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Factors to consider on a statutory footpath diversion are not exhaustive (The Open Spaces Society v Secretary of State for Environment, Food and Rural Affairs)

Factors to consider on a statutory footpath diversion are not exhaustive (The Open Spaces Society v Secretary of State for Environment, Food and Rural Affairs)
Published on: 03 March 2021
Published by: LexisPSL
  • Factors to consider on a statutory footpath diversion are not exhaustive (The Open Spaces Society v Secretary of State for Environment, Food and Rural Affairs)
  • What was the background?
  • What did the court decide?
  • What are the practical implications of this case?
  • Conclusion and is this the end of the matter?
  • Case details

Article summary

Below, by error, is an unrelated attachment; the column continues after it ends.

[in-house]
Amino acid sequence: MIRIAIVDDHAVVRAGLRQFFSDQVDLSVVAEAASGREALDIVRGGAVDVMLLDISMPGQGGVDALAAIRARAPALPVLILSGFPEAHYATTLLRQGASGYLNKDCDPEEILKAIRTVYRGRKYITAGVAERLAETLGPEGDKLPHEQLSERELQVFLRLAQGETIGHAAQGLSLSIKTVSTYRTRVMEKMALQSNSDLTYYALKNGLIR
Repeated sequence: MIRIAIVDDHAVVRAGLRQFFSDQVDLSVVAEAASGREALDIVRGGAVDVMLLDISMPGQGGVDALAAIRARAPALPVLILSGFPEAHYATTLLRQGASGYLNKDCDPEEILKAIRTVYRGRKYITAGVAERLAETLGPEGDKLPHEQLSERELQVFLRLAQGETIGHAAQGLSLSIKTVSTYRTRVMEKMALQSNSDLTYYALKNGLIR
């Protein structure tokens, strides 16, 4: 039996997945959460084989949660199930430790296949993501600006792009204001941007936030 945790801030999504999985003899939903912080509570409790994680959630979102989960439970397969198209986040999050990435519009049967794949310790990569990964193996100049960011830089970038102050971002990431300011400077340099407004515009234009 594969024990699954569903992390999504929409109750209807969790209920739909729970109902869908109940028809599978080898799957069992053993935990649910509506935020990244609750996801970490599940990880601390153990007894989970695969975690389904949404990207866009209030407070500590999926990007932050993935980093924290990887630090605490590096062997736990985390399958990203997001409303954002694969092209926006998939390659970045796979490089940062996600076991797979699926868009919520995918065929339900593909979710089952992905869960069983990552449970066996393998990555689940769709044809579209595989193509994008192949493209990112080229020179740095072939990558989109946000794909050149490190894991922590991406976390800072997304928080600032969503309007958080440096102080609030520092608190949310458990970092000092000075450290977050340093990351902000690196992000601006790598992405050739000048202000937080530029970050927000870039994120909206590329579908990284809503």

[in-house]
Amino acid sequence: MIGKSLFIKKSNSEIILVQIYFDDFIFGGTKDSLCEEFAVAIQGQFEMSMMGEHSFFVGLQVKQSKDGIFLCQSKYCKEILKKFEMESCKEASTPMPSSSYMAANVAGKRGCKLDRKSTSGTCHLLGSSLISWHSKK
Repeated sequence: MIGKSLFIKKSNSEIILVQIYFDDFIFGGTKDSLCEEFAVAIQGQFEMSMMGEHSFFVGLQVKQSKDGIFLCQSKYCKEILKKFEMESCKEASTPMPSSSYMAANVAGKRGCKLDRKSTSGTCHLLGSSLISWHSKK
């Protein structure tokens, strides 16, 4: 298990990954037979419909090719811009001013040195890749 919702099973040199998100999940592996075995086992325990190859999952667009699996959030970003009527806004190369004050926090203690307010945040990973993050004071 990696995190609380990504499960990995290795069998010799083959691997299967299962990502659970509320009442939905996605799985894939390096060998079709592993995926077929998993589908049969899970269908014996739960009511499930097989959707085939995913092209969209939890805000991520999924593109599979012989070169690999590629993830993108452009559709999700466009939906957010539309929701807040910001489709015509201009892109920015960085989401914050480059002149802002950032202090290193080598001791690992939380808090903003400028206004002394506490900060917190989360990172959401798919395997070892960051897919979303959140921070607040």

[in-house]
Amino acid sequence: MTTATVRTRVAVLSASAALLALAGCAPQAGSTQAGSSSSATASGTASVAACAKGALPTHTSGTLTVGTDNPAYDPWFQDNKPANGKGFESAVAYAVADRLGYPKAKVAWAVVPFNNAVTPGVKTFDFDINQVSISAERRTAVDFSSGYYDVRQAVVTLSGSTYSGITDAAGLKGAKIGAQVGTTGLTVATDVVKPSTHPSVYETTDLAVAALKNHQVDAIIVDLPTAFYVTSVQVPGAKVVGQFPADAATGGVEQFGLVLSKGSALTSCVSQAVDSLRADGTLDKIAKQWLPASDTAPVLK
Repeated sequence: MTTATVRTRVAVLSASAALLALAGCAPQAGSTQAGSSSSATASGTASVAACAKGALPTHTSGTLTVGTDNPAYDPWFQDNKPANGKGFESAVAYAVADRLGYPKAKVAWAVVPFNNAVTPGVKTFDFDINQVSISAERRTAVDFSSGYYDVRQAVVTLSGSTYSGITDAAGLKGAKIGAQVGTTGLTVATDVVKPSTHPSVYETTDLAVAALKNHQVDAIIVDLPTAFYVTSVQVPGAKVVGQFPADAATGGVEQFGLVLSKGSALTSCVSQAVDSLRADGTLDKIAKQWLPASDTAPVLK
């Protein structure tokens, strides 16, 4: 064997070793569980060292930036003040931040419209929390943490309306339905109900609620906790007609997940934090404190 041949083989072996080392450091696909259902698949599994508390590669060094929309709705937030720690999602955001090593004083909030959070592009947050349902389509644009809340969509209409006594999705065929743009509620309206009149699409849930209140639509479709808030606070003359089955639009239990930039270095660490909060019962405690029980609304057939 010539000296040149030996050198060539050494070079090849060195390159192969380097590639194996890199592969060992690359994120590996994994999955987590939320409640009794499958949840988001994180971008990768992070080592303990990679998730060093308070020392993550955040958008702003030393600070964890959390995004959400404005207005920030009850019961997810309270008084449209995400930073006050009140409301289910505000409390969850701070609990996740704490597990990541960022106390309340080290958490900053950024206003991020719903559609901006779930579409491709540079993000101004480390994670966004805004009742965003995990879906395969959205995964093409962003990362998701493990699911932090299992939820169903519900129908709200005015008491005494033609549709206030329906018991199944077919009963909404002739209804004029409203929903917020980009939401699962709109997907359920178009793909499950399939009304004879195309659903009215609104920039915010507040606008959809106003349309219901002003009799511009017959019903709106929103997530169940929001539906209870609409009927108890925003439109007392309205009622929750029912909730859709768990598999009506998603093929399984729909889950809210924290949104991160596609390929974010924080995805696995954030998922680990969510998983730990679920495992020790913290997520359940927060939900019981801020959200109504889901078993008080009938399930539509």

Local Government analysis: Section 119(1) of the Highways Act 1980 (HiA 1980) confers power on a council to make an order diverting the line of a public footpath, bridleway or restricted byway ‘in the interests of the owner, lessee or occupier of land crossed by the path or way or of the public’. The Court of Appeal has held in this case that, in determining whether it is expedient to confirm the diversion order, the factors specified in HiA 1980, s 119(6)(a) to (c) are mandatory considerations but that other relevant matters can also be taken into account. In other words, the list of factors (a), (b) and (c) is not exhaustive. In deciding at the Test 3 stage whether to confirm the diversion order, the inspector is also entitled to take into account the interests of the owner or of the public (as the case may be). In many cases, this will make it easier for a landowner to obtain the diversion of a public right of way over his land. Written by Simon Adamyk, barrister at New Square Chambers (junior counsel for The Open Spaces Society in this case). or take a trial to read the full analysis.

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